By STEPHEN MILLER Staff Reporter of the Sun
Born Despina Plakias in Brookline, Mass., June 21, 1911; died July 22 in
New York City, after a lengthy illness; there are no immediate survivors.
Despina Messinesi, whose breezy and sophisticated writing graced the
pages of Vogue for more than a halfcentury, died July 22. Beginning as a
fashion correspondent and eventually working her way up to travel editor,
she was apparently the only Vogue writer to have worked for all of the
magazine's editors, including Edna Woolman Chase, the founding editor.
The daughter of Greek immigrants who owned a tony restaurant on State
Street in Boston, she spoke French and Greek at home and grew accustomed to
summering in Europe. The family fell on hard times after her father drowned,
when Messinesi was 11. She tutored French for $2 an hour,while her mother
took in boarders.
One of these happened to be a teacher at Abbot (now Andover), and a
scholarship was worked out for Messinesi for what she later called "the only
education I've ever had."
Plans for college were dashed when her mother was in a serious car
accident and Messinesi was needed to act as her nurse.At age 20 she was
married to Greek shipping magnate Milto Messinesi, whom she met while
visiting her grandmother in Greece. She moved to Athens to be with him, in
Rubbing elbows with the highest levels of Athenian society, she collected
designer dresses. In 1941, she traveled to England, where she tried but
failed to gain possession of her husband's ships, which had been embargoed
there. With foreign troops occupying Greece, she returned to America,
impecunious and alone.
Settling in New York,Messinesi found work at Vogue - she was friendly
with the editor's daughter. For her try-out, she wrote a story about bidding
goodbye to some friends, Greek nurses, who had sailed on a ship of relief
workers and missionaries bound from Hoboken,N.J., to Recife, Brazil. When
the ship, the Egyptian-registered Zam Zam, was sunk by the German raider
Atlantis - which wrongly suspected it of being a troop ship in disguise -
Messinesi found herself in the unusual position of having her try-out become
Hired at $25 a week, she actually took off her first day of work in order
to run a publicity stunt for Greek war relief, leading a herd of
flower-bedecked donkeys through New York's streets and to the Ritz. Coming
into the Vogue offices the next morning, she was surprised to find that
everyone seemed to know her already. Then she learned why: A half-page photo
of her hugging a donkey had appeared in that morning's paper.
She quickly fit in at Vogue, where she was always known as "Depy," from
the initials of her maiden name, Despina Plakias. In addition to handling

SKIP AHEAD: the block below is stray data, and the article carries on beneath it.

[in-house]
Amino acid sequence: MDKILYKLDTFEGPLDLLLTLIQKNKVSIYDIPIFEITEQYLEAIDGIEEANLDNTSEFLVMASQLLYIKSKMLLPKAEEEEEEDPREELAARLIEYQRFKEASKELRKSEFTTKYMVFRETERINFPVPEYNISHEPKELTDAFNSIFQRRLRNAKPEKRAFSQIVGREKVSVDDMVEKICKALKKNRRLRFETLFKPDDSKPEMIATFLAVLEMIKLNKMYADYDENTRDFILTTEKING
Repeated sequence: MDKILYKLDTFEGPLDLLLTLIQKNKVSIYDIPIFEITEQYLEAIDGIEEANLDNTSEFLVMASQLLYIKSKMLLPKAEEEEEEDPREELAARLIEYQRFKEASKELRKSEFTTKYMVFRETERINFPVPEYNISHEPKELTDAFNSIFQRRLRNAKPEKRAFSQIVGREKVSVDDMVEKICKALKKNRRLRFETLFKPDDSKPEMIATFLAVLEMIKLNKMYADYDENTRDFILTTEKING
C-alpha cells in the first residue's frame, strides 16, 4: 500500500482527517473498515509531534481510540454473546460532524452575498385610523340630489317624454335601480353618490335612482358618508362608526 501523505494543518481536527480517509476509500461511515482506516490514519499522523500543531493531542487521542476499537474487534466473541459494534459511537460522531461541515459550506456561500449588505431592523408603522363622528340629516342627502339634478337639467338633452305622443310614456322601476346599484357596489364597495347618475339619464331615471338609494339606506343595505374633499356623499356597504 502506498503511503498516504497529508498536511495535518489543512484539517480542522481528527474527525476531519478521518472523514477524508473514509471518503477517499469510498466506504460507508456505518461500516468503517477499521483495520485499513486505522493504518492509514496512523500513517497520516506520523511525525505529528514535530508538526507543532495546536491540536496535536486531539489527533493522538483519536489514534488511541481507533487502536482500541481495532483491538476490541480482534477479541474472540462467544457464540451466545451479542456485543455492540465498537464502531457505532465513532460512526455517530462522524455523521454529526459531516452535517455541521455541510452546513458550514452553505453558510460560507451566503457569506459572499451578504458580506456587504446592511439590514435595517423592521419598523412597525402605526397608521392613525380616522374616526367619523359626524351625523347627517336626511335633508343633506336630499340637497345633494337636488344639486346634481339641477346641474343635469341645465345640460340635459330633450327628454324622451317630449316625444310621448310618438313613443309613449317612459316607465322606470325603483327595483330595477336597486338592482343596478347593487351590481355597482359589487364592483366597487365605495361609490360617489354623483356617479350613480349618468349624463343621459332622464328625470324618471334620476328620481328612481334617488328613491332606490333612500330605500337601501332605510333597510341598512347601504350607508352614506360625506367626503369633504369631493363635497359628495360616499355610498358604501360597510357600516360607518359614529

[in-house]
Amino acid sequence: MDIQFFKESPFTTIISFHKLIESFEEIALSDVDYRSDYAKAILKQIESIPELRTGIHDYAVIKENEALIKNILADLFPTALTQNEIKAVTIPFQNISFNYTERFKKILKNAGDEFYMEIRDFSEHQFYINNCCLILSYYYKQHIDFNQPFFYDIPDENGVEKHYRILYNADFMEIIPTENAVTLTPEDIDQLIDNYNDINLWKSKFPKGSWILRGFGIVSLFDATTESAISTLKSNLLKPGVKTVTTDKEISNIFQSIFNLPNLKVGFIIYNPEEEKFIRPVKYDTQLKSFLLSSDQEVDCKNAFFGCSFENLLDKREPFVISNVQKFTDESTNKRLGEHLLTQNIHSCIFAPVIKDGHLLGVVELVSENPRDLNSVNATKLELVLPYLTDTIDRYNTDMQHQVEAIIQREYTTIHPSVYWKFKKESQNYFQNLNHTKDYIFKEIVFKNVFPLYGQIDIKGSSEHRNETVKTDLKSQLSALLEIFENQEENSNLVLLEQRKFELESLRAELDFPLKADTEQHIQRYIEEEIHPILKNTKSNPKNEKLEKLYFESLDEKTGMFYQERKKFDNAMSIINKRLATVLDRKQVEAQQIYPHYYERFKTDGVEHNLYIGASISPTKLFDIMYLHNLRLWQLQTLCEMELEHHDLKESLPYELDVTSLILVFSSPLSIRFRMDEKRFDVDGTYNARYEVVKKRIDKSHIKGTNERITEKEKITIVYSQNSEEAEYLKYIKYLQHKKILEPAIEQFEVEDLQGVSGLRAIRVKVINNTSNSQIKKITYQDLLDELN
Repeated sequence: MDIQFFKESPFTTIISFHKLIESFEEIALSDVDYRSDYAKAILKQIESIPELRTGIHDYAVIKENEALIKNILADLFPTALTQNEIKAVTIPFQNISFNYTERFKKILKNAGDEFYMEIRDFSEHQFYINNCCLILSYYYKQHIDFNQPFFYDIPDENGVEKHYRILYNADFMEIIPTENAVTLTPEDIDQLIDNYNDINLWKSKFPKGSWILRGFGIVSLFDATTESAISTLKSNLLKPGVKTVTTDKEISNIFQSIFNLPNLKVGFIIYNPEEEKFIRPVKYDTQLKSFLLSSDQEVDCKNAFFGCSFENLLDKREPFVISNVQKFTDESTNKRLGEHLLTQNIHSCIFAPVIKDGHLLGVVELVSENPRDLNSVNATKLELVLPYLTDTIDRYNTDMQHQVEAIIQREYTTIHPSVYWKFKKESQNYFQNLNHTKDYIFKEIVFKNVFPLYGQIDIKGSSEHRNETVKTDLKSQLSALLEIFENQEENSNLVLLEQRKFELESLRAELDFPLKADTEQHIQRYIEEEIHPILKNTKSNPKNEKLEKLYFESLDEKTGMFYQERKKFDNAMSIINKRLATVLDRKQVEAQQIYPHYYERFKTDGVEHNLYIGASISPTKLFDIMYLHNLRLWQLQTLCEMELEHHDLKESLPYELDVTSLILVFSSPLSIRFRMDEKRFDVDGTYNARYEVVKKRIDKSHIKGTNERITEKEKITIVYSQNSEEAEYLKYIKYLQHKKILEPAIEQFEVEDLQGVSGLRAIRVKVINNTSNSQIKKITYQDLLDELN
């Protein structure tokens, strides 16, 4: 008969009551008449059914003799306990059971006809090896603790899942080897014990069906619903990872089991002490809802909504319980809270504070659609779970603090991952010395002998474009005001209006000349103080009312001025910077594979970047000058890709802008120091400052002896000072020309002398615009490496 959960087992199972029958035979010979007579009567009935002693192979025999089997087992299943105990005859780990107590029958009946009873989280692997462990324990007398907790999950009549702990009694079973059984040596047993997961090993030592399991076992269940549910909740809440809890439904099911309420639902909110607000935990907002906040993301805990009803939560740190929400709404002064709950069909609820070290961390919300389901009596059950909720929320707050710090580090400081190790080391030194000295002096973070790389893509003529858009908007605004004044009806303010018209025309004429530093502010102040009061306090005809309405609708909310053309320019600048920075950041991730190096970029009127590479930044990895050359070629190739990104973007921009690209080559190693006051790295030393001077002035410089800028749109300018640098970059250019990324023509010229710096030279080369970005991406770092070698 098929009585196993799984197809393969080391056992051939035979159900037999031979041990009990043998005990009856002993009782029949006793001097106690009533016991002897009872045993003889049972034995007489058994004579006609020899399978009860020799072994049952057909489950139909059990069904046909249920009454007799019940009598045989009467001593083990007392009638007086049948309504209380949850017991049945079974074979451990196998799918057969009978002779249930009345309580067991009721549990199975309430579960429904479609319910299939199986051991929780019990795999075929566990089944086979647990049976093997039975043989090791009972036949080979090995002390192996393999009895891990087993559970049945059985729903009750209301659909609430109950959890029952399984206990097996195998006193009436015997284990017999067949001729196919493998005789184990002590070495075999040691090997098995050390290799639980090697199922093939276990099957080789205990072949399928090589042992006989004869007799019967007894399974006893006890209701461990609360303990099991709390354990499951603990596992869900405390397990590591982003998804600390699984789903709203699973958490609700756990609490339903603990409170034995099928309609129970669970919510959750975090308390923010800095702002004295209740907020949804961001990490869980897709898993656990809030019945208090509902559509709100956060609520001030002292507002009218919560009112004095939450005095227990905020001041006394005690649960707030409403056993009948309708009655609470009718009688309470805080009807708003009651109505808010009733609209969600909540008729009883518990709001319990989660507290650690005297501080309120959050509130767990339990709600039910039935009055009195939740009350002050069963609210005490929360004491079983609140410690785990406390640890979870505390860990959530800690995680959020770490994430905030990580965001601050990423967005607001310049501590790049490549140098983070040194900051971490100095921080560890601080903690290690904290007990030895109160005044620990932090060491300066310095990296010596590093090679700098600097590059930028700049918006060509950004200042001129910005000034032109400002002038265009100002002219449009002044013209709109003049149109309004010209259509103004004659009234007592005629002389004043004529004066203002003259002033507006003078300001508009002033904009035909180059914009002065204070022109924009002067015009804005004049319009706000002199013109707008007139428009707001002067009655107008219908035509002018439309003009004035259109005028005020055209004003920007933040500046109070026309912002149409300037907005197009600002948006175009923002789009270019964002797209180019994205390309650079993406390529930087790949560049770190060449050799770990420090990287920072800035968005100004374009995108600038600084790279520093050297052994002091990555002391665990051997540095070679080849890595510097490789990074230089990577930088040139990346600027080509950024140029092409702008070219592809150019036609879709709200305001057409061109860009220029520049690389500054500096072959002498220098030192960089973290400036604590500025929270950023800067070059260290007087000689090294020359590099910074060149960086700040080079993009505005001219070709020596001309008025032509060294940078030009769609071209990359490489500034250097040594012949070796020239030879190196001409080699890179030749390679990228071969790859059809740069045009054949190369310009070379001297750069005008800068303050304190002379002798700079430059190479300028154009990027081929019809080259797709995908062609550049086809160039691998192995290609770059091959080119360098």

editorial tasks, she occasionally modeled for the magazine.
When the war ended, Vogue sent her to Paris, where for five years she was
a fashion correspondent. It was an exciting time for the fashion world, as
Christian Dior and Elsa Schiaperelli were transforming couture. She lived at
the Hotel Crillion on the Place de la Concord and mingled with high society.
Paris for her was a whirlwind of glamour, like something out of an Audrey
In 1951, she returned to New York and was assigned to cover children's
fashion and the bra and girdle industry of Seventh Avenue. For a while, she
penned a column called "Shop Hound," about where to find knickknacks. Some
might have seen it as a comedown from the lights of Paris, but she had a
reputation for being game for any assignment. A determined voyager even in
the city, she once said, "I walk like a taxi. I zigzag. I never stop for a
When Diana Vreeland became editor of Vogue, in the 1960s, Messinesi was
promoted to travel editor, a job she would hold for more than 20 years. She
roamed the globe, from Afghanistan to Goa to Tahiti,reporting on local color
as well as what sophisticated Vogue readers would want to eat and wear and
where to stay. With jet travel just becoming a practical reality for
Americans, it was a writer's dream assignment.
An example of her writing from the August 1964 issue of Vogue, part of a
report from the Greek city of Ioannina, where her mother's family lived:
"Beyond the drifts of almond and apricot blossoms, pinpoints of cypress, the
medieval citadel brooded above Ioannina's lake, the color of tarnished
silver. Within the foot-thick ramparts, above the peopled shacks, the high
ground used now as military barracks had the desolation of a Chirico
painting - arcaded windows gaped. Yellow weeds which seemed to thrive on
decay covered everything. As I crunched them underfoot, I noticed that they
smelled of honey - like things in Ioannina,they were strong, powerful, and
Messinesi retired in 1993, after 52 years at Vogue, and split her time in
her remaining decade between a country home in Dutchess County and her New